And there was still more to come before the referee had even put the whistle to his lips to blow for half time; indeed, 15 minutes after his very first full-blooded challenge and in first half stoppage time, Costinha yet again got himself in trouble, inexplicably sticking out a hand to block a Dutch pass through midfield. That was his final contribution as Ivanov showed Costinha his second yellow of the game to give him his marching orders.
Portugal should have very probably been reduced to nine men by half time, and would have been relatively content to go into the break with just a one man disadvantage and, more crucially, with their lead intact.
And they should have received yet another red card on the hour mark when captain Luis Figo locked horns with Van Bommel, headbutting the Dutch midfielder but escaping with just a yellow card.
That happened shortly after Petit was shown a yellow card of his own for a clear pull-back on Van Bommel, while Van Bronchorst also received a booking just a minute before Figo’s buffoonery for a late lunging challenge on Deco just outside the Dutch box.
With Portugal still somehow retaining 10 men, it was The Netherlands that next went on to next lose a man of their own, when Boulahrouz elbowed Figo in the face while chasing the ball. A deserved second booking that initiated a brawl on the touchline and ultimately levelled the playing field in the 63rd minute of the game.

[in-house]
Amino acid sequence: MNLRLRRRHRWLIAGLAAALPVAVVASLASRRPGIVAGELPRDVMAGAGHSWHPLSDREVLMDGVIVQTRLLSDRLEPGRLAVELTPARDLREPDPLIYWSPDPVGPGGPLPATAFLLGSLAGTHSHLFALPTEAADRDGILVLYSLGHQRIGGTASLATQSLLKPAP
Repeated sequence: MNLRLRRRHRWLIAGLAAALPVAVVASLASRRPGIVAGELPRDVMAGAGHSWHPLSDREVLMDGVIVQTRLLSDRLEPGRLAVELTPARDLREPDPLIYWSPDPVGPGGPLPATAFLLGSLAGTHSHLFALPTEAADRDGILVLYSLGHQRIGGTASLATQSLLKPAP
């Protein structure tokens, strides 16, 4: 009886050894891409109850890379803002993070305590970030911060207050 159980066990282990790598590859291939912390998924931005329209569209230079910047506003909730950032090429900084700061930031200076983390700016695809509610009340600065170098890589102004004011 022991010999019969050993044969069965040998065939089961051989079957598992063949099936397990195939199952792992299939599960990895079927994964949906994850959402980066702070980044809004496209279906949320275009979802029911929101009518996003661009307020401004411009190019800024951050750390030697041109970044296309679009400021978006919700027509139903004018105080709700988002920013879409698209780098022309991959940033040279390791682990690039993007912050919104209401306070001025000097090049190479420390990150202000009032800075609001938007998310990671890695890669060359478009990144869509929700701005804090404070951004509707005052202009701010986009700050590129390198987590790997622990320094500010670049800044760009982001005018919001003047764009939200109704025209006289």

Deco then decided he didn’t want to be left out of the fun, and went into the referee’s book for a charging challenge. You could see by the way he suddenly sprinted towards Heitinga at the halfway line that he had absolutely no intention of getting the ball and was simply looking to take out the man, and rightfully received a booking for a powerful sliding tackle. In the aftermath of that challenge, Petit was then pushed to the ground after talking to the injured Heitinga, Sneijder the man responsible, given a yellow card of his own for his troubles. Van der Vaart too.
And we’re not done yet. Nuno Valente, who could consider himself very fortunate to even be on the pitch at that point in the game, then deservedly - and finally - received a caution, going through the back of his man at the halfway line to receive the yellow. Even goalkeeper Ricardo got involved, getting a booking for his complaints.
Deco then got himself in trouble yet again, although this time it wasn’t for any violence. Perhaps thankfully, Deco’s second yellow came for a far more petty reason, due to the Portuguese midfielder refusing to give the ball straight back to the Dutch players after the referee blew for a handball against the perpetrator. Perhaps a harsh booking considering all of the antics and challenges that had preceded it, but it ultimately left Portugal with just 9 men - and most would argue that that number should really have been 7!
With 12 minutes of the game remaining and the Dutch again with the man advantage, all eyes were on Portugal’s opponents to see if they could level the game with the man advantage. They couldn’t.
Instead, there was room for The Netherlands to get one more red card of their own; deep into stoppage time, an unnecessary challenge by van Bronckhorst on the edge of the box saw him depart a few minutes earlier than the rest of the players, making this match finish as a nine v nine scenario.
A breathless and memorable match - perhaps all for the wrong reasons.